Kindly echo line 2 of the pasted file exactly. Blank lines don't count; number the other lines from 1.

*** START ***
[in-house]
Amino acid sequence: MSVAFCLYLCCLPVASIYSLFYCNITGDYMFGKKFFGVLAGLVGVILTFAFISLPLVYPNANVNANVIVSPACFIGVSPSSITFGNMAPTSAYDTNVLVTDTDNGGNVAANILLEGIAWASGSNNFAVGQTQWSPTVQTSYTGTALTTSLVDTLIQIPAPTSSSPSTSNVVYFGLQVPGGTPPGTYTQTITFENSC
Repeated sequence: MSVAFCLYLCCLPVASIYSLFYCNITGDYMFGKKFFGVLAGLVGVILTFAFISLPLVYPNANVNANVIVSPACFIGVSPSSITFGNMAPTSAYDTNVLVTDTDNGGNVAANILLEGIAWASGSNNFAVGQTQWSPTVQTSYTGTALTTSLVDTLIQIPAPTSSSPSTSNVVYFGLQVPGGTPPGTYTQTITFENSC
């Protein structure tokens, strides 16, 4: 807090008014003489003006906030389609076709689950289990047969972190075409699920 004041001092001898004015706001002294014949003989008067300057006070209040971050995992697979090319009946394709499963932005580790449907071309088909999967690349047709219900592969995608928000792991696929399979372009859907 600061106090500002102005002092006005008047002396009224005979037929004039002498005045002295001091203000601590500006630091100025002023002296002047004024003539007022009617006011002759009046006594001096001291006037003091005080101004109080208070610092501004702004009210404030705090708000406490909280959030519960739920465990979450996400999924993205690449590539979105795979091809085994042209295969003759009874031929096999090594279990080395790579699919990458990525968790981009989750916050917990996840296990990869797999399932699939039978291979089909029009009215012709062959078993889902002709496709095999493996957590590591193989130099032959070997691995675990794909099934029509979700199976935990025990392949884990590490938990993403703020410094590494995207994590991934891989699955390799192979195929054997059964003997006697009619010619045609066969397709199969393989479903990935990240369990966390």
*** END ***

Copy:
Amino acid sequence: MSVAFCLYLCCLPVASIYSLFYCNITGDYMFGKKFFGVLAGLVGVILTFAFISLPLVYPNANVNANVIVSPACFIGVSPSSITFGNMAPTSAYDTNVLVTDTDNGGNVAANILLEGIAWASGSNNFAVGQTQWSPTVQTSYTGTALTTSLVDTLIQIPAPTSSSPSTSNVVYFGLQVPGGTPPGTYTQTITFENSC